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Emily Pickren

Statement attributed to Ellen Vollinger, legal director, Food Research & Action Center (FRAC)

WASHINGTON, February 10, 2020 — Once again, the president has proposed a budget that would make steep cuts to the Supplemental Nutrition Assistance Program (SNAP) and other federal safety net programs, cuts that, if implemented, would harm the health and well-being of millions of people in our country. In the past, Congress has rejected such proposals and should do so again.

The president’s FY 2021 budget reprises the widely ridiculed “America’s Harvest Box” proposal from the FY 2019 and FY 2020 budgets. These pre-packaged, standardized food boxes of varying nutritional quality would stigmatize people struggling to make ends meet by taking away their right to select food for their families, and would not be attuned to families’ particular dietary needs. In addition, the boxes would be administratively costly and create an inefficient, failure-prone system.

Moreover, these harsh proposals for ten-year SNAP benefit cuts of more than $180 billion are on top of the billions of dollars in ten-year SNAP benefit cuts that the Administration is seeking via rule makings. Together, three proposed SNAP rules changes garnered more than 300,000 public comments in 2019, the vast majority in opposition. The courts should stop those Administration efforts to side step Congress.

President Trump’s budget plan also proposes to cut school meals by $1.7 billion over the next 10 years, as well as undermine Medicaid, housing and energy assistance, and other crucial supports for low- and moderate-income people. Specifically, it would reduce the number of schools eligible to implement the Community Eligibility Provision, a wildly successful option that dramatically reduces the administrative work of operating the school nutrition programs for high poverty schools and school districts, and increases student participation in school breakfast and lunch. The budget also proposes changes to the process for verifying school meal applications, which would result in eligible students losing access to free and reduced-price school meals.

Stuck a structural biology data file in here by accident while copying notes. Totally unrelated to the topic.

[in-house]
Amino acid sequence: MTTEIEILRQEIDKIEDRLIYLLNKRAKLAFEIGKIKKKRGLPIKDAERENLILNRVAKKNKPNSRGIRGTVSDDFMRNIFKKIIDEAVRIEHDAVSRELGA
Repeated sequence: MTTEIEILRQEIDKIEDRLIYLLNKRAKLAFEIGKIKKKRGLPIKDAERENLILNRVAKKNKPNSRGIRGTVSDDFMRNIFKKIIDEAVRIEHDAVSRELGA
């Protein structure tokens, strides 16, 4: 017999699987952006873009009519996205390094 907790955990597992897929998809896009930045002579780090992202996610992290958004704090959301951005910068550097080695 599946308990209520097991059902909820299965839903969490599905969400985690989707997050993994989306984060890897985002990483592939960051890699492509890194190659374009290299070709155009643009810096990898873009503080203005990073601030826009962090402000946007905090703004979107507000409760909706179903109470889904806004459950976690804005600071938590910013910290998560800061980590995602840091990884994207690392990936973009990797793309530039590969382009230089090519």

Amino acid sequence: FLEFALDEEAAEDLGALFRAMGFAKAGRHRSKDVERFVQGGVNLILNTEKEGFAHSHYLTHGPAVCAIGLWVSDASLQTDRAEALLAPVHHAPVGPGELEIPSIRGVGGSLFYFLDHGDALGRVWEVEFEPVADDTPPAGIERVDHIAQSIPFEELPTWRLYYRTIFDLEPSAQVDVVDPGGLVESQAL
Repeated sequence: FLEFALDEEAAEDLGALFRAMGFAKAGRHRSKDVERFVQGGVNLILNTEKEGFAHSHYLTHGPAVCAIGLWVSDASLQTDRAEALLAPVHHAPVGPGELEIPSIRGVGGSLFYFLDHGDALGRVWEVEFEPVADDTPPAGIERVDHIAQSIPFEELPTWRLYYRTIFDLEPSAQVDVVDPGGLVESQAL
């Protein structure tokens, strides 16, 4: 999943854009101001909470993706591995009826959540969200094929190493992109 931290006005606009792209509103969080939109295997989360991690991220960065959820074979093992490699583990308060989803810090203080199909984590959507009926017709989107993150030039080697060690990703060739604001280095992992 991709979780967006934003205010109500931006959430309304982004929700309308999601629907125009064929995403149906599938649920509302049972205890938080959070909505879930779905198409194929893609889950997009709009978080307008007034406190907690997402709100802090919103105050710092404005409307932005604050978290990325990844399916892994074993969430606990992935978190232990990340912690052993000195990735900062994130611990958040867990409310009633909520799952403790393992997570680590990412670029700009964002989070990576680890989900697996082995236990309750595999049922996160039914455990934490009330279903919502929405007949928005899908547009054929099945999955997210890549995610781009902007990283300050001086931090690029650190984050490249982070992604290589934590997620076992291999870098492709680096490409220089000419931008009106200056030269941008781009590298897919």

The budget would hurt children’s access to afterschool suppers and snacks by eliminating federal funding for the Nita M. Lowey 21st Century Community Learning Centers, which support over 10,000 afterschool programs that serve 1.7 million children across the country. The change would mean fewer opportunities for children to learn, be active, stay safe, and eat a nutritious meal or snack after the last school bell rings.

Research overwhelmingly shows the critical importance of SNAP and child nutrition programs to economic and food security, health, employment, learning, and productivity — in sum the well-being of tens of millions of low-income Americans. Instead of cutting SNAP, Child Nutrition Programs and other vital safety net programs, policymakers should be strengthening them, including by increasing SNAP benefit levels that currently are grossly inadequate to ensure access to nutrition throughout the month.


For 50 years, the Food Research & Action Center has been the leading national nonprofit organization working to eradicate poverty-related hunger and undernutrition in the United States. Follow us on Twitter and Facebook.